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Habitat for Humanity opens Westfield ReStore

Date: 1/16/2015

WESTFIELD – The Greater Springfield chapter of Habitat for Humanity offered a sneak peek of its latest venture in Western Massachusetts: ReStore Home Improvement and Donation Center.

The second-hand store located at 301 East Main Street in Westfield is set to open in April 2015, but Westfield residents were welcome to check out the facilities on Jan. 13.

When ReStore opens up, it will sell gently used furniture and household items to families in the area who need an affordable option when it comes to outfitting their homes.  

All of the profits from ReStore will go right back to Habitat for Humanity, and the hope is to raise enough money to help serve an additional family in the area, according to Executive Director Jennifer Schimmel.

“The ultimate goal is to serve more families,” Schimmel said.

The president of the Board of Directors, Walt Tomala, said that 54 houses have already been built in the Greater Springfield area, but the board and Habitat for Humanity’s volunteers are not satisfied with stopping there. The ReStore in Westfield will help push them beyond that number.

Guests who came to the sneak peek of the store’s grounds were asked to make a $30 donation or to donate a lamp, coffee table, end table or mirror. 

And they did. 

Residents walked through the sliding front doors with lamps in one hand and their matching shades in the other. 

One of those people was State Rep. John Velis. Velis was not alone in showing his support to the store either. State Sen. Don Humason, Executive Director of the Westfield Redevelopment Authority Joe Mitchell and City Councilors Cindy Harris and Brian Hoose also attended the event.

Schimmel said that she was excited by the support and welcoming nature of the people of Westfield. She said that when the board was trying to apply for permits, when they were unsure of what to do next, someone was always available to help, answer questions and guide them along the way.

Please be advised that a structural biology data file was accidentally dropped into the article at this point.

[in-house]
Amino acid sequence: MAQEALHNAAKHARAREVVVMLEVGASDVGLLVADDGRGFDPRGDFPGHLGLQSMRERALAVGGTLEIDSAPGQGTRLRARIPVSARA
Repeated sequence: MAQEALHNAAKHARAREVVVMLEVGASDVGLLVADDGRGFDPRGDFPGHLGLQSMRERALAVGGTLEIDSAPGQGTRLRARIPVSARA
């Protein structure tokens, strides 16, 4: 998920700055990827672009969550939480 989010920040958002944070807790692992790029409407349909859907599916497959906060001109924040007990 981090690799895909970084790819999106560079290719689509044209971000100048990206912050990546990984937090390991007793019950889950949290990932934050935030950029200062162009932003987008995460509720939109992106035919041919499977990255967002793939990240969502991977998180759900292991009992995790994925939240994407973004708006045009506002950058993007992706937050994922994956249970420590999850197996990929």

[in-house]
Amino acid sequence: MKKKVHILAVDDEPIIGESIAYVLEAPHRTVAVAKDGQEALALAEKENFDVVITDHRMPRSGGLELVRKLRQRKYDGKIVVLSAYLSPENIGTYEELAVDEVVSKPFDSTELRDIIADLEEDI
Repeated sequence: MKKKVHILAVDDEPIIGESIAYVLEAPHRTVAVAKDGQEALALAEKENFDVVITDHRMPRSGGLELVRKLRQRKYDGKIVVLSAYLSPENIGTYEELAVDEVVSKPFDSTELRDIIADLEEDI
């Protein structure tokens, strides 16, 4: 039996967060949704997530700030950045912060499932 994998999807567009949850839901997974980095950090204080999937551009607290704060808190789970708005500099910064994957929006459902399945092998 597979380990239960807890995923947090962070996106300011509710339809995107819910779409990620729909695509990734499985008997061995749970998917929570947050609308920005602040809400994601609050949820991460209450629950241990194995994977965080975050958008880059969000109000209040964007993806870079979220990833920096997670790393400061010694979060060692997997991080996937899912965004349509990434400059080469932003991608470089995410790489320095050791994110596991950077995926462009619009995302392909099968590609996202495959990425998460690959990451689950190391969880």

The people of Westfield want this venture to succeed, she said.  

“The city of Westfield has been so warm and generous with us. They don’t have to welcome us with open arms and embrace us into the community, but they have,” Schimmel said. “All of the support here – state senators, representatives, city councilors coming out – it shows us we have a great home here.” 

Support came from those at the facility to catch what the store will look like come the spring, but it also came in the form of community service hours from 11 students in the Westfield High School chapter of the National Honor Society. 

John Tsitso, board member and chair of the ReStore planning committee, praised the efforts of the students who spent a Saturday afternoon removing tile and priming the walls. He said they will be returning to help prepare the store this week and in the future when the store is up and running.

“I think it’s going to be a great partnership,” Tsitso said.

Though the work of the National Honors Society helped ReStore prepare for Tuesday night’s event, there is still much more that needs to be done before it is open and ready to serve in April. 

The floors need to be done, the walls require a fresh coat of paint and the ceiling needs new tiles, but Tsito said he is excited about the facility’s openness right now.

“I know it doesn’t look like a lot tonight, but I like to think of it as a blank canvas. In two months time, it’ll be a bustling retail center ready to serve families,” Tsitso said.

Other than the aesthetic needs, ReStore is also looking for help to establish a core selection before it opens, Community Outreach Coordinator Jeff LaValley said.

ReStore will have everything from household items to couches to bedroom sets to trim, but first, the committee needs those items. 

“Obviously, the big thing right now is donations, donations, donations. Hopefully the community will support us with gently used items,” LaValley said. 

Schimmel said that the store is also in need of volunteers to help prepare for the opening and to help work in the store once it is running. 

Habitat for Humanity runs on 95 percent volunteers, Schimmel said, and most of them are untrained coming into the position. The organization will train each volunteer for each particular position. 

But the work is more than just helping customers find new kitchen supplies. 

“The role of the staff is to empower community to change their lives,” Schimmel said.

Bill Zagorski, who was named manager of the store at the event, will lead this staff. 

“I caught the bug back in college,” Zagorski said. “The mission is something simple that every person in this room can do.” 

Board members repeated this sentiment, saying that once you work with Habitat for Humanity, you would come back over and over again. This is, in part, why they believe the ReStore will be successful in Westfield. The other is the support and outreach they have already seen from the area.

“It didn’t take us long to realize Westfield was a perfect fit,” Tsitso said.

For more information about the ReStore in Westfield or the Greater Springfield Habitat for Humanity, visit